Therefore, mental health and associated matters are only available to individuals belonging to privileged castes, while caste-based problems are disregarded and erroneously attributed to an individual’s perceived inadequacy rather than recognising the detrimental impact of casteism on personal development. Moreover, the exorbitant cost associated with therapy sessions serves as a significant barrier, rendering them unavailable to a substantial portion of the population. The prevailing discourse pertaining to well-being and mental health has undergone a process of commodification, exhibiting distinct characteristics aligned with capitalist principles. This condition results in the exclusion of a significant portion of the populace and hinders the adoption of an inclusive approach to caregiving.
Neglect and exclusion of women
The current approach to mental health in India has not yet been fully embraced within the framework of Indian cultures and communities. Mental health issues are often perceived as disruptive behavior rather than a matter of general concern, leading to the attachment of various superstitions and stigmas. Consequently, individuals experiencing mental health challenges are often labeled as “mad” rather than receiving appropriate care and support. The witch culture in India similarly revolves around the perception of black magic and witchcraft as malevolent psychological disorders resulting from demonic influence.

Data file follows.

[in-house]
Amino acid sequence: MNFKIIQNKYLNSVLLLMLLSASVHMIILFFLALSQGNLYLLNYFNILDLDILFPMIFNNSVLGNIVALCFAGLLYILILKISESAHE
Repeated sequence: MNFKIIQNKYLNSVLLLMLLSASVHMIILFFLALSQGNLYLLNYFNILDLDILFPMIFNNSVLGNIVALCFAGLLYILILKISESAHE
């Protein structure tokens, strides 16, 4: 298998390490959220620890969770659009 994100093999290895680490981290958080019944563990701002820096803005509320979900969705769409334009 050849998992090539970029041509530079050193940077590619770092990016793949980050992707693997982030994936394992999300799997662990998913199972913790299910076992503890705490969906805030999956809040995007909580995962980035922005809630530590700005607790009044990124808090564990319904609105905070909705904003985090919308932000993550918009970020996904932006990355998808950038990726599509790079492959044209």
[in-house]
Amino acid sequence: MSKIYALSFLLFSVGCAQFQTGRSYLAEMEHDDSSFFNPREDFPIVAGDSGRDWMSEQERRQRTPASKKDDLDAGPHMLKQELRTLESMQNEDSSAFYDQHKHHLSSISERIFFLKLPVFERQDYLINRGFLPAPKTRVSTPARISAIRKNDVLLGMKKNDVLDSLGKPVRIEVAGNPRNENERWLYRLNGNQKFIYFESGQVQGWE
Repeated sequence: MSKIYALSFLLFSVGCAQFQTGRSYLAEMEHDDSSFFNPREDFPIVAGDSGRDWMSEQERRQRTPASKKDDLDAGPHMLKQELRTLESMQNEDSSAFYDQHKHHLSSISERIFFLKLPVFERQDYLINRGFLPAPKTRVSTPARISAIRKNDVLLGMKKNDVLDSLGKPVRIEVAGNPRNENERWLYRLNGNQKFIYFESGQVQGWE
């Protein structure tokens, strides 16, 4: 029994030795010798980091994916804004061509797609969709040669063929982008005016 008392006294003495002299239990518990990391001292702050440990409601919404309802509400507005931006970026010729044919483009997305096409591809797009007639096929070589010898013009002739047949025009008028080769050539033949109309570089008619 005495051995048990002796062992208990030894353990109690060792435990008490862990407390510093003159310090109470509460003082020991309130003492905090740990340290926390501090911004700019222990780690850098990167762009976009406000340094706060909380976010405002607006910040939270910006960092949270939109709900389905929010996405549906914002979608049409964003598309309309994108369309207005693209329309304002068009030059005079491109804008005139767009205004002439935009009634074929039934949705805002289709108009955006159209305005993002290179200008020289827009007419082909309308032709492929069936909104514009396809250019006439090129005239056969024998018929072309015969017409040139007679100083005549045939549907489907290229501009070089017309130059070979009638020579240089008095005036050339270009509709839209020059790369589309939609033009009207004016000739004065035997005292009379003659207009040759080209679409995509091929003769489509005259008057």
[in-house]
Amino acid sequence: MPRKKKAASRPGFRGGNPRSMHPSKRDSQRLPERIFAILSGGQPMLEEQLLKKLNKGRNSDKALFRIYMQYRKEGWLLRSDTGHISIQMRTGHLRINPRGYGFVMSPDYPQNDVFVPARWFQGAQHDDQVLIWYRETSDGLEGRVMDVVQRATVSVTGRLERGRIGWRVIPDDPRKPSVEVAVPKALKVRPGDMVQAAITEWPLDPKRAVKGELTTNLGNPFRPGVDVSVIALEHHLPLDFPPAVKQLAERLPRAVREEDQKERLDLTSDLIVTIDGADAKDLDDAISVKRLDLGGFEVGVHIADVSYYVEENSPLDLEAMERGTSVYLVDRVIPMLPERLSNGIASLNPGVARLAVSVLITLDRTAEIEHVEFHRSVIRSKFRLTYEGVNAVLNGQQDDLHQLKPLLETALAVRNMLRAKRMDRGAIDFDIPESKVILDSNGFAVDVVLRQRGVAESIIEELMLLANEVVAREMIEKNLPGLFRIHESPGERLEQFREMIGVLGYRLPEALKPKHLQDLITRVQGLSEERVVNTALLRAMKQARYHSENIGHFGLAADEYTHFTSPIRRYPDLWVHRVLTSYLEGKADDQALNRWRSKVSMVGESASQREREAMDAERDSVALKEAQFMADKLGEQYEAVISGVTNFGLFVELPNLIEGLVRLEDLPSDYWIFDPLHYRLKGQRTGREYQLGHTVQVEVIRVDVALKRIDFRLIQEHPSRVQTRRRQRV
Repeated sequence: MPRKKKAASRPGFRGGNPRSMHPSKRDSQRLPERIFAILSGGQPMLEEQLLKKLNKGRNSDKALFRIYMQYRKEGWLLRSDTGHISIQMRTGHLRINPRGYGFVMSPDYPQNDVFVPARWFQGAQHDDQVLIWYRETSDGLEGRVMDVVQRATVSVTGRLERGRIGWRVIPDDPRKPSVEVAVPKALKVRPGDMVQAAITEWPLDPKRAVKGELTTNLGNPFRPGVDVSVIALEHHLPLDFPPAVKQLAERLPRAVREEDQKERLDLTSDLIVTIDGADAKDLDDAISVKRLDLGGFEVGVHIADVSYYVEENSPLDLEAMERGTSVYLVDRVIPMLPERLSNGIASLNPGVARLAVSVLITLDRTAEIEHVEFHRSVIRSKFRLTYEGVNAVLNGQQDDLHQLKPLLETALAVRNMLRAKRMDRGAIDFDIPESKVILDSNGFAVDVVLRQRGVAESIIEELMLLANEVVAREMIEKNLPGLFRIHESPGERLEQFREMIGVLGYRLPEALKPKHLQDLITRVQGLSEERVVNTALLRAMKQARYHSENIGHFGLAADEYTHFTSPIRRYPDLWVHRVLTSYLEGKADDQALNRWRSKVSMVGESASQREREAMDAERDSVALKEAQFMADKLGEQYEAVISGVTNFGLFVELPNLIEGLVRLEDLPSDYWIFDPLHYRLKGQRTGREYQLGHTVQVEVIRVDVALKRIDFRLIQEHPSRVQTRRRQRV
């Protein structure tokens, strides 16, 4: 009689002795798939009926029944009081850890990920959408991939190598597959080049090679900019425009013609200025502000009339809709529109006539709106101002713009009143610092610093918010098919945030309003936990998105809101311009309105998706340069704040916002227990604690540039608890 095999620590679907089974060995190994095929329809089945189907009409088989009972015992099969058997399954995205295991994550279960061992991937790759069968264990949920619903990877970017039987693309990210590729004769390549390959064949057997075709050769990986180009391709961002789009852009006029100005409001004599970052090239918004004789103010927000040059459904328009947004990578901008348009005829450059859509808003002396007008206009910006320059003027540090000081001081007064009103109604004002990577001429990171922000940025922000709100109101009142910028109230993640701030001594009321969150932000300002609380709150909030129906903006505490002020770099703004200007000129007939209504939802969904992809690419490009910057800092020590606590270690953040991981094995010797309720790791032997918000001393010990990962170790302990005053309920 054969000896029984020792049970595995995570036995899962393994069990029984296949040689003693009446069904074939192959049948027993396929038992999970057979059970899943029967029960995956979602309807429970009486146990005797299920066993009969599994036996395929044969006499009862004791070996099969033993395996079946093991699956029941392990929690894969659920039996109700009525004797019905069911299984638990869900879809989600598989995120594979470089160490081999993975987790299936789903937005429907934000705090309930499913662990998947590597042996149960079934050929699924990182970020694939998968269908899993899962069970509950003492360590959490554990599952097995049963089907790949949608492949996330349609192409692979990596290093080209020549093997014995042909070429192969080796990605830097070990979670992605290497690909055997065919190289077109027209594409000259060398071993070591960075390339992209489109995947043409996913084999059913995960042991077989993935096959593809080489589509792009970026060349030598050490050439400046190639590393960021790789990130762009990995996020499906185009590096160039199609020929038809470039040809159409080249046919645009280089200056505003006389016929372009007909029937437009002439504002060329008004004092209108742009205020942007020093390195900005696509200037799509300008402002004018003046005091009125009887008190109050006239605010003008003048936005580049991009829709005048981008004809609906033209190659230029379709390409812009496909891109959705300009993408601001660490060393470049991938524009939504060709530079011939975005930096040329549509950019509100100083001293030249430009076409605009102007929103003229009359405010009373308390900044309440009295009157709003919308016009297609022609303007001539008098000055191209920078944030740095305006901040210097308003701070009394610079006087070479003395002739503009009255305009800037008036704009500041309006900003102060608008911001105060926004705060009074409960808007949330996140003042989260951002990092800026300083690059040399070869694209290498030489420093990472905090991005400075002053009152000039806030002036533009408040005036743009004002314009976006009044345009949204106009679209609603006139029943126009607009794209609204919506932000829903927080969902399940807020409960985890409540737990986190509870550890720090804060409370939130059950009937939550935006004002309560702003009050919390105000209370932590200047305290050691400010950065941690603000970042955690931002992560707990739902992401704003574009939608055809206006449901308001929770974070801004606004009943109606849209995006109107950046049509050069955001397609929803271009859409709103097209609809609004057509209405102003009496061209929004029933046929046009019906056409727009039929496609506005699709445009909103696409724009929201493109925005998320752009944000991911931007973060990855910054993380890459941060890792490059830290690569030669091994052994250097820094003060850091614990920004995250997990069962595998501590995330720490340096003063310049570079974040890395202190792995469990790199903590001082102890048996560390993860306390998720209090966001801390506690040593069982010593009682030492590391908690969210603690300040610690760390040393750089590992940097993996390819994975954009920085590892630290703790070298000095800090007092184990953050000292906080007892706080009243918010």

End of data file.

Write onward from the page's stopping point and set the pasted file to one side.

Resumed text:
Consequently, women predominantly bear the brunt of these presumptions and unfounded accusations. The individuals who are stigmatised as witches typically come from either Adivasi or lower caste backgrounds. The phenomenon under discussion represents the convergence of patriarchal norms with caste-based hierarchies, resulting in the stigmatisation and mistreatment of women belonging to marginalised castes. Women belonging to lower castes face dual forms of discrimination due to their caste affiliation and gender. These individuals are frequently disregarded and subjected to discriminatory practices, resulting in disparities in health outcomes.
Therefore, there exists an interconnectedness between gender and social marginalisation. Frequently, women encounter social exclusion from mainstream opportunities. The patriarchal structure inherent in society has resulted in a sense of exclusion experienced by women, leading to limited access to many prospects. Additionally, the phenomenon of double exclusion occurs when caste becomes a factor in this process. In instances where a woman is a member of a minority group, both caste and gender contribute to the perpetuation of social exclusion to varying degrees. It is imperative to comprehend the ramifications of social exclusion on an individual’s mental well-being, since it engenders a significant discrepancy within the population in terms of mental health. This gap is directly attributable to the presence of inequitable systems such as casteism and patriarchy.